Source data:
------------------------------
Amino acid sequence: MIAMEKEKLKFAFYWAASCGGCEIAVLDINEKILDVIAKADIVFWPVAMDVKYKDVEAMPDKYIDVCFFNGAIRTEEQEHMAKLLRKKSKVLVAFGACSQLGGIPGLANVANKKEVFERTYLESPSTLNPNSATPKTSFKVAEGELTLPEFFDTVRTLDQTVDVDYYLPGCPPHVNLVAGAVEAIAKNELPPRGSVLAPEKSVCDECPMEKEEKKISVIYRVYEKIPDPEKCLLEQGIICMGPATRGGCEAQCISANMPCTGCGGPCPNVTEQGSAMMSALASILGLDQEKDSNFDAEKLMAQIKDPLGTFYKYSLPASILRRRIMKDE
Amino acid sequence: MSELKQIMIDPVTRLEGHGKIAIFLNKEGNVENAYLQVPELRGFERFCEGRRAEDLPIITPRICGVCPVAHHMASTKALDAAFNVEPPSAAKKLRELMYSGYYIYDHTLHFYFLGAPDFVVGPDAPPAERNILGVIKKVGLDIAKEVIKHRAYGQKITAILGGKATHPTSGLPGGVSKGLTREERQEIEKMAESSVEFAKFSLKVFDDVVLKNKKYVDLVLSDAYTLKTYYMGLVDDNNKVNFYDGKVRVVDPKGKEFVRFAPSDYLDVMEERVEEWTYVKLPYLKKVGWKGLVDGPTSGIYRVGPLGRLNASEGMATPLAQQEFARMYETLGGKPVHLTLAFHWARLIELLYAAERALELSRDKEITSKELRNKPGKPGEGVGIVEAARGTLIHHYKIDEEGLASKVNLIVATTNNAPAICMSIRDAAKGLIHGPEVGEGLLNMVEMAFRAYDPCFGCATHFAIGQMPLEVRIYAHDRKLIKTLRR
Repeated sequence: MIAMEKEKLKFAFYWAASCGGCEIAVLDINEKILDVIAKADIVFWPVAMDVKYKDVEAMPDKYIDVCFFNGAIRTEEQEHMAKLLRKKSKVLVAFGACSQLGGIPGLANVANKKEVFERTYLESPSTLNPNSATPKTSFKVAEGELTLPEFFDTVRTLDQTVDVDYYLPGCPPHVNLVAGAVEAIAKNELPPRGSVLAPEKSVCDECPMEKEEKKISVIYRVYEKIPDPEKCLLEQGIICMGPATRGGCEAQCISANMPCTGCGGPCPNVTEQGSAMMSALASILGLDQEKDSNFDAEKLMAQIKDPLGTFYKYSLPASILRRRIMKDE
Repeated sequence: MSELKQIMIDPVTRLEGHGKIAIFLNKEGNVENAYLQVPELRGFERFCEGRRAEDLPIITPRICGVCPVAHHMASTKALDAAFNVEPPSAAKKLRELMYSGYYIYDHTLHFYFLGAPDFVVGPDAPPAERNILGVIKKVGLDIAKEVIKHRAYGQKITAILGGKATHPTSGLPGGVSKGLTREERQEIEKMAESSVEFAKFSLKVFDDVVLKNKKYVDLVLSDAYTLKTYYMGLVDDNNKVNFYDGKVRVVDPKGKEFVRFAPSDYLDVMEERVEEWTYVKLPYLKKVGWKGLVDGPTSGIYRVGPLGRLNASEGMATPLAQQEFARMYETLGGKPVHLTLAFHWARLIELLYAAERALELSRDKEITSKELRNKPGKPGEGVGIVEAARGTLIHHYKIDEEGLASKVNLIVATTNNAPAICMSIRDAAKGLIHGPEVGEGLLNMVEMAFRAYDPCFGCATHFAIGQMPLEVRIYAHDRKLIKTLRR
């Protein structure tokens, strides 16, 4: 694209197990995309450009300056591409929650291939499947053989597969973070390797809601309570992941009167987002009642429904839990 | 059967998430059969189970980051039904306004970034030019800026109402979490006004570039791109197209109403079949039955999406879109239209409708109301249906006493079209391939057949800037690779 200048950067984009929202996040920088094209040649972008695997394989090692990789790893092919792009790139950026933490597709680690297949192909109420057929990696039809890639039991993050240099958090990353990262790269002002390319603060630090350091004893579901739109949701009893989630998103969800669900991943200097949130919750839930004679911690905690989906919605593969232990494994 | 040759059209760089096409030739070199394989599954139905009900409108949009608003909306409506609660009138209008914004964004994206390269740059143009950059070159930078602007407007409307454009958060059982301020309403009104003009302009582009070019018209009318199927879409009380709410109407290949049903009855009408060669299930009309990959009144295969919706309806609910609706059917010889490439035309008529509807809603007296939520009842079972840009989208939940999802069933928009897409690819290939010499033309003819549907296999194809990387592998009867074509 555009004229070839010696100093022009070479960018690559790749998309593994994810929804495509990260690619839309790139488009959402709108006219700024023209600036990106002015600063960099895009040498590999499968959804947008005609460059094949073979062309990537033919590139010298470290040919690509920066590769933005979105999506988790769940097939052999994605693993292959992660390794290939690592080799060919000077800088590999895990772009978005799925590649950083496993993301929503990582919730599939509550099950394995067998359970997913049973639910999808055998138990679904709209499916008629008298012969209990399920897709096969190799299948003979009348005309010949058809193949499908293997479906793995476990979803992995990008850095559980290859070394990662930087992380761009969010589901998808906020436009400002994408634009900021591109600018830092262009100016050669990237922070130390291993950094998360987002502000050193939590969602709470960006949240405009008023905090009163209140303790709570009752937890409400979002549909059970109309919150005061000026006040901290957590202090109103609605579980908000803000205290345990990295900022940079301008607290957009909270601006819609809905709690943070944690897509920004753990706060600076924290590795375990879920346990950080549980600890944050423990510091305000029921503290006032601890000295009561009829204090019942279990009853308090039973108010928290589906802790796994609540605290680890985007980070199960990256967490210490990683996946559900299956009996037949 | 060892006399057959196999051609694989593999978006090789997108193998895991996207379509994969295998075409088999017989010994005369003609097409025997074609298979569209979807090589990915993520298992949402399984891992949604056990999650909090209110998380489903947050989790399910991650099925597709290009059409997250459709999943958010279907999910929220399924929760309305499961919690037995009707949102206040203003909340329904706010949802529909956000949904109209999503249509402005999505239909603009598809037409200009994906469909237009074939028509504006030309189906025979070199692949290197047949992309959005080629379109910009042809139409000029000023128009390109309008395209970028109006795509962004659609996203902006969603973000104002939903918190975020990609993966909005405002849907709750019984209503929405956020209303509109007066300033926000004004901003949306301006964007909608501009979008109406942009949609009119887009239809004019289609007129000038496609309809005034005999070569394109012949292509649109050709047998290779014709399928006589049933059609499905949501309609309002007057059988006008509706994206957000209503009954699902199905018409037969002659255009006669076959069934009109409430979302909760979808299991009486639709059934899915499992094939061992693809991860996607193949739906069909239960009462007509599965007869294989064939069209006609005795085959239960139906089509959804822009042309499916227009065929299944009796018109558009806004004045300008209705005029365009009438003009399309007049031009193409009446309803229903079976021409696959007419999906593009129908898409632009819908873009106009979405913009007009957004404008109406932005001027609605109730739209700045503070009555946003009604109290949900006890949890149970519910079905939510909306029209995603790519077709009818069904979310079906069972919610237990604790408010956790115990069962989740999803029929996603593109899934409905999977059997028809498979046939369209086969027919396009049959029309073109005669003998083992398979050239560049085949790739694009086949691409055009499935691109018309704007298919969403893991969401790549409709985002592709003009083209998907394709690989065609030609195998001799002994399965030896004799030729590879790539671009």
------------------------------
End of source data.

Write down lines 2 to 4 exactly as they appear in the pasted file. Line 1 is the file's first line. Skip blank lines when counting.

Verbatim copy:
Amino acid sequence: MSELKQIMIDPVTRLEGHGKIAIFLNKEGNVENAYLQVPELRGFERFCEGRRAEDLPIITPRICGVCPVAHHMASTKALDAAFNVEPPSAAKKLRELMYSGYYIYDHTLHFYFLGAPDFVVGPDAPPAERNILGVIKKVGLDIAKEVIKHRAYGQKITAILGGKATHPTSGLPGGVSKGLTREERQEIEKMAESSVEFAKFSLKVFDDVVLKNKKYVDLVLSDAYTLKTYYMGLVDDNNKVNFYDGKVRVVDPKGKEFVRFAPSDYLDVMEERVEEWTYVKLPYLKKVGWKGLVDGPTSGIYRVGPLGRLNASEGMATPLAQQEFARMYETLGGKPVHLTLAFHWARLIELLYAAERALELSRDKEITSKELRNKPGKPGEGVGIVEAARGTLIHHYKIDEEGLASKVNLIVATTNNAPAICMSIRDAAKGLIHGPEVGEGLLNMVEMAFRAYDPCFGCATHFAIGQMPLEVRIYAHDRKLIKTLRR
Repeated sequence: MIAMEKEKLKFAFYWAASCGGCEIAVLDINEKILDVIAKADIVFWPVAMDVKYKDVEAMPDKYIDVCFFNGAIRTEEQEHMAKLLRKKSKVLVAFGACSQLGGIPGLANVANKKEVFERTYLESPSTLNPNSATPKTSFKVAEGELTLPEFFDTVRTLDQTVDVDYYLPGCPPHVNLVAGAVEAIAKNELPPRGSVLAPEKSVCDECPMEKEEKKISVIYRVYEKIPDPEKCLLEQGIICMGPATRGGCEAQCISANMPCTGCGGPCPNVTEQGSAMMSALASILGLDQEKDSNFDAEKLMAQIKDPLGTFYKYSLPASILRRRIMKDE
Repeated sequence: MSELKQIMIDPVTRLEGHGKIAIFLNKEGNVENAYLQVPELRGFERFCEGRRAEDLPIITPRICGVCPVAHHMASTKALDAAFNVEPPSAAKKLRELMYSGYYIYDHTLHFYFLGAPDFVVGPDAPPAERNILGVIKKVGLDIAKEVIKHRAYGQKITAILGGKATHPTSGLPGGVSKGLTREERQEIEKMAESSVEFAKFSLKVFDDVVLKNKKYVDLVLSDAYTLKTYYMGLVDDNNKVNFYDGKVRVVDPKGKEFVRFAPSDYLDVMEERVEEWTYVKLPYLKKVGWKGLVDGPTSGIYRVGPLGRLNASEGMATPLAQQEFARMYETLGGKPVHLTLAFHWARLIELLYAAERALELSRDKEITSKELRNKPGKPGEGVGIVEAARGTLIHHYKIDEEGLASKVNLIVATTNNAPAICMSIRDAAKGLIHGPEVGEGLLNMVEMAFRAYDPCFGCATHFAIGQMPLEVRIYAHDRKLIKTLRR